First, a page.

The Shadow Pandemic: domestic violence and the Church during Covid-19

The coronavirus crisis has led to a substantial global rise in violence against women. While the Church hasn’t always been a safe place for survivors of domestic abuse, it now has an opportunity to be a light in these dark times. Megan Cornwell investigates 

Mother-of-two Kelly Fitzgibbons was following government guidelines and staying at home at the start of lockdown when the police were called to the £600,000 family home in West Sussex which she shared with her partner, Robert Needham. The officers discovered Kelly, four-year-old Ava and two-year- old Lexi shot dead. Needham also exhibited fatal wounds; he is believed to have turned the weapon on himself after killing his family. 

Kelly and her daughters are three of at least 16 suspected domestic abuse-related homicides that occurred in the first three weeks of lockdown. Campaigners say these figures are far higher than the average rate of murders for this time of year which, according to the domestic violence charity Refuge, is usually two women a week in England and Wales. To put it in other terms, police were called every 30 seconds to respond to domestic abuse incidents at the beginning of the pandemic and, in the weeks following the easing of restrictions, calls to helplines increased by a massive 49 per cent. The situation is so concerning that the United Nations has labelled domestic violence “the shadow pandemic”, due to its pervasive and invisible nature. Lockdown, which for most of us has been a protective measure to guard against contracting Covid-19, has for others become a deadly threat. Those living with violent partners have effectively been shut in with their abusers. 

The retired police chief and Christian John Sutherland describes domestic abuse as “terrorism on an epic scale, a disease of pandemic proportions and the single greatest cause of harm in society”. It’s a view informed by his 25 years in the Met, during which time he saw police attitudes to this type of crime change dramatically, from viewing it as “almost entirely insignificant to almost entirely significant”. For Sutherland, it’s not just a pernicious evil in its own right, impacting the lives of 2.4 million people in 2019 in England and Wales alone, it’s also the source of many of society’s seemingly intractable problems. “Almost regardless of the problem you look at in society, at least from a policing point of view, if you trace it back to its real roots, more often than not you find domestic violence there at the start of the story.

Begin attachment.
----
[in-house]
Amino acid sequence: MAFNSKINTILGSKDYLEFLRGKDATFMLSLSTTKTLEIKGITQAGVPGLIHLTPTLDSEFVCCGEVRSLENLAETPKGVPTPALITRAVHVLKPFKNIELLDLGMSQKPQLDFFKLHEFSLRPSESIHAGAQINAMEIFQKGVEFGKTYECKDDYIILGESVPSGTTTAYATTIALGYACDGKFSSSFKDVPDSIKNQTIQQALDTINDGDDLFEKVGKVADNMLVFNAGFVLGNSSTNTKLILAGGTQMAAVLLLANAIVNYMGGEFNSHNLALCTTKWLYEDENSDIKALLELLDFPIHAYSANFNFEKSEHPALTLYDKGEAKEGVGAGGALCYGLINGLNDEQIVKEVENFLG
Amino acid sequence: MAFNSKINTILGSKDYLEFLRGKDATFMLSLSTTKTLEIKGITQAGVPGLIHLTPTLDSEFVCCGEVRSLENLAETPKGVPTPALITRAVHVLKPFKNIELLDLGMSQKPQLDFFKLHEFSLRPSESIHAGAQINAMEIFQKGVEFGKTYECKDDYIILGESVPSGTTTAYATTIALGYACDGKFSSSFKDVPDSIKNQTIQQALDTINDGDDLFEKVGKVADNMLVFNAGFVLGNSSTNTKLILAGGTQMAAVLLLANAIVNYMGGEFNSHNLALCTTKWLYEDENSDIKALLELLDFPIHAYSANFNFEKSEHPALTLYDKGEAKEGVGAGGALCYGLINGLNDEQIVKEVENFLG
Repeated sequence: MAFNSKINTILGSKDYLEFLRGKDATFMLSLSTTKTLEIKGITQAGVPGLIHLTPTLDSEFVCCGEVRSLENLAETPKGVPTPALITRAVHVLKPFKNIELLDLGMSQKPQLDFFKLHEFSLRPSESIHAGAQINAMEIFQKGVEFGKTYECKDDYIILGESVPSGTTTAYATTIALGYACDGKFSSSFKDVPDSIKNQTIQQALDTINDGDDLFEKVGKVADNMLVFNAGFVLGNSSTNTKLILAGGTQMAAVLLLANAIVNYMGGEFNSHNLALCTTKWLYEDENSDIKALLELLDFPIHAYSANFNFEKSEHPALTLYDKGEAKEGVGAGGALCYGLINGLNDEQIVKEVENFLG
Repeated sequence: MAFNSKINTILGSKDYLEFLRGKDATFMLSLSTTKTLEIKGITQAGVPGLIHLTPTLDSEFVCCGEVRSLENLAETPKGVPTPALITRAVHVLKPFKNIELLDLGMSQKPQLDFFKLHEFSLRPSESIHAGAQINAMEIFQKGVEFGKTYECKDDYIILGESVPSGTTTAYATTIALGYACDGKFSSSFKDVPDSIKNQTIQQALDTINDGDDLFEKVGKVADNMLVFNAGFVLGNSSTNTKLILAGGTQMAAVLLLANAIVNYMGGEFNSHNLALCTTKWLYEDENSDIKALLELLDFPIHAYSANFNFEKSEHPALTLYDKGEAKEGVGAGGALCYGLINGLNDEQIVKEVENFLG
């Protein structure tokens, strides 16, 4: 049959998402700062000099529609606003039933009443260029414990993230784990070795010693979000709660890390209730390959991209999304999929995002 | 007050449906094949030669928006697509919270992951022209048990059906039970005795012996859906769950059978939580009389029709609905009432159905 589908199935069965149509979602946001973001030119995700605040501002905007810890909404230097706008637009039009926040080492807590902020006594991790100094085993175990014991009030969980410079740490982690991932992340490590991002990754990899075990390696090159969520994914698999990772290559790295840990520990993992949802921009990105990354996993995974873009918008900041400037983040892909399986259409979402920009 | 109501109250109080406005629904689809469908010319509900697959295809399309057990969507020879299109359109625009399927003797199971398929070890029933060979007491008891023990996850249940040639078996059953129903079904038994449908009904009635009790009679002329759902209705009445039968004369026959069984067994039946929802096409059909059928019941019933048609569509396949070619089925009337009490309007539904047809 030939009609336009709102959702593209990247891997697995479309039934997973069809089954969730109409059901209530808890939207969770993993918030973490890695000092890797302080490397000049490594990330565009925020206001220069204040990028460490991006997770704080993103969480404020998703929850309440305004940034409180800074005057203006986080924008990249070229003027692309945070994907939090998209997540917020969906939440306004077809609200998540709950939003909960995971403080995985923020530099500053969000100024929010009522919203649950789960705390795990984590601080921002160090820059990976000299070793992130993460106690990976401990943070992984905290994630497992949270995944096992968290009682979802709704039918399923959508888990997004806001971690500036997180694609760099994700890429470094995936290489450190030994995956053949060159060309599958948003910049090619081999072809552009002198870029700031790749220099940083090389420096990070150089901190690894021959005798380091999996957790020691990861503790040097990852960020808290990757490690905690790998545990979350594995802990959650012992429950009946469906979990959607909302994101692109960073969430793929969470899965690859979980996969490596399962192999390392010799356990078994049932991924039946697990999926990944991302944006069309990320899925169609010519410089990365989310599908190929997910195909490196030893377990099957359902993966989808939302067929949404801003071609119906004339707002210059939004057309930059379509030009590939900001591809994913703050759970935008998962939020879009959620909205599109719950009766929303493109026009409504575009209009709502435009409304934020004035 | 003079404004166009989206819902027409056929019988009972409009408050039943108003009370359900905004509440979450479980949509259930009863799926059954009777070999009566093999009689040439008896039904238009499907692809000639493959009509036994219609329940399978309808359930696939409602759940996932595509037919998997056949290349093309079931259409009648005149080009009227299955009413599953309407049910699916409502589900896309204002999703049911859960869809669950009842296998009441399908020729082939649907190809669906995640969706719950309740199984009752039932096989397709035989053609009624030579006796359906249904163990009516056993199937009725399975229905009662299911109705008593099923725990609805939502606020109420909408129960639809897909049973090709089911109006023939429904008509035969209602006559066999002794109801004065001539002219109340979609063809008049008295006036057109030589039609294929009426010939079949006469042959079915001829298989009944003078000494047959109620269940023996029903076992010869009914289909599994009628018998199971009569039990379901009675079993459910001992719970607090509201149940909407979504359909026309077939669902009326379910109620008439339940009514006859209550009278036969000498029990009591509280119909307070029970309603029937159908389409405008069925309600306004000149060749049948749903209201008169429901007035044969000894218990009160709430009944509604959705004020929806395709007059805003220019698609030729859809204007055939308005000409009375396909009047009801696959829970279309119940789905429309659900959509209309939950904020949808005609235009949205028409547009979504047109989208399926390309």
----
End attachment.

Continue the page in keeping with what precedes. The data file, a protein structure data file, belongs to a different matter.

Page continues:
“So for example…take the problem of violence and youth violence…so many of those who, in adolescence and adulthood are perpetrators of violence, themselves grew up in homes where violence was an everyday reality.” He says the level of trauma among these young people is “off the scale” and that growing up in an abusive home can also lead to other problems, including substance misuse and addiction in later life. So strong is his conviction of its detrimental primary and secondary impacts that if the home secretary were to knock on his door and ask him where the government should be focusing its efforts, without equivocation he would say: domestic abuse. 

We know from the official figures that domestic violence is a huge problem in our society, but what many Christians are unaware of is its presence in our churches. Bekah Legg, director of Restored, a Christian charity working to equip and educate the Church in this area, surveyed 438 churchgoers in Cumbria in 2018 and found that while 71 per cent were aware of domestic abuse happening in their wider communities, only 37.6 per cent thought it was a problem within their church. Restored’s research also revealed the extent of domestic violence in Christian households, with one in four churchgoers saying they had experienced at least one abusive act in a current relationship. “That’s men and women – one in four – but then when you drill down to what that actually looks like,” says Legg, “it is much higher for women than for men. Women are more than four times as likely to have been sexually abused in their lives, women are almost four times as likely as men to have experienced financial abuse and twice as likely to have experienced spiritual abuse. No men recorded being physically abused on a regular basis, but 3.2 per cent of women said they were being physically abused on a weekly basis. And that’s all within the Church, which is quite something.